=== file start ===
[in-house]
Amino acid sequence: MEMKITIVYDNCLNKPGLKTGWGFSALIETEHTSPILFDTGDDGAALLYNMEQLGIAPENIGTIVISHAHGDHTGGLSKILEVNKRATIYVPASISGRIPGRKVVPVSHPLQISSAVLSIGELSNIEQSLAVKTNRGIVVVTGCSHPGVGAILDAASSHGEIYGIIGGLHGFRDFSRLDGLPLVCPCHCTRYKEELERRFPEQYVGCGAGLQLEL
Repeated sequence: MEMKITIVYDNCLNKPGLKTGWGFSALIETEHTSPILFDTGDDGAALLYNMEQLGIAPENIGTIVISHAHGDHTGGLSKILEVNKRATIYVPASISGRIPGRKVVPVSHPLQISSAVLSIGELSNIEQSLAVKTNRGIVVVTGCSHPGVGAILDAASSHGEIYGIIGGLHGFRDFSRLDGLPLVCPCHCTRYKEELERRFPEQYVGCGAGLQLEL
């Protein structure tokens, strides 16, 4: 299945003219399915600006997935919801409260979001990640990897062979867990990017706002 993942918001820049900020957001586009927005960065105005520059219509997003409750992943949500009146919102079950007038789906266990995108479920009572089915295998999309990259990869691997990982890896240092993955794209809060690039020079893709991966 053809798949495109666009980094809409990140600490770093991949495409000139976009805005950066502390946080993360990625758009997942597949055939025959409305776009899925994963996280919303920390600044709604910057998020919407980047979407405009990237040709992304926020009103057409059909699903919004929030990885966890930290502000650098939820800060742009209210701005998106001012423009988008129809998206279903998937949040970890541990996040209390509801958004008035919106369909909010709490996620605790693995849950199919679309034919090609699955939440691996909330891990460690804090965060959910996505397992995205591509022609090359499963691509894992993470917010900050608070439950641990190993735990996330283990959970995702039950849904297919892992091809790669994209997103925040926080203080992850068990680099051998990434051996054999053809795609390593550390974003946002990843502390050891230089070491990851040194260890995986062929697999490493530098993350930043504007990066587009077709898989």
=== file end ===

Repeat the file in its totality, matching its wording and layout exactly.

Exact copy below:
[in-house]
Amino acid sequence: MEMKITIVYDNCLNKPGLKTGWGFSALIETEHTSPILFDTGDDGAALLYNMEQLGIAPENIGTIVISHAHGDHTGGLSKILEVNKRATIYVPASISGRIPGRKVVPVSHPLQISSAVLSIGELSNIEQSLAVKTNRGIVVVTGCSHPGVGAILDAASSHGEIYGIIGGLHGFRDFSRLDGLPLVCPCHCTRYKEELERRFPEQYVGCGAGLQLEL
Repeated sequence: MEMKITIVYDNCLNKPGLKTGWGFSALIETEHTSPILFDTGDDGAALLYNMEQLGIAPENIGTIVISHAHGDHTGGLSKILEVNKRATIYVPASISGRIPGRKVVPVSHPLQISSAVLSIGELSNIEQSLAVKTNRGIVVVTGCSHPGVGAILDAASSHGEIYGIIGGLHGFRDFSRLDGLPLVCPCHCTRYKEELERRFPEQYVGCGAGLQLEL
């Protein structure tokens, strides 16, 4: 299945003219399915600006997935919801409260979001990640990897062979867990990017706002 993942918001820049900020957001586009927005960065105005520059219509997003409750992943949500009146919102079950007038789906266990995108479920009572089915295998999309990259990869691997990982890896240092993955794209809060690039020079893709991966 053809798949495109666009980094809409990140600490770093991949495409000139976009805005950066502390946080993360990625758009997942597949055939025959409305776009899925994963996280919303920390600044709604910057998020919407980047979407405009990237040709992304926020009103057409059909699903919004929030990885966890930290502000650098939820800060742009209210701005998106001012423009988008129809998206279903998937949040970890541990996040209390509801958004008035919106369909909010709490996620605790693995849950199919679309034919090609699955939440691996909330891990460690804090965060959910996505397992995205591509022609090359499963691509894992993470917010900050608070439950641990190993735990996330283990959970995702039950849904297919892992091809790669994209997103925040926080203080992850068990680099051998990434051996054999053809795609390593550390974003946002990843502390050891230089070491990851040194260890995986062929697999490493530098993350930043504007990066587009077709898989």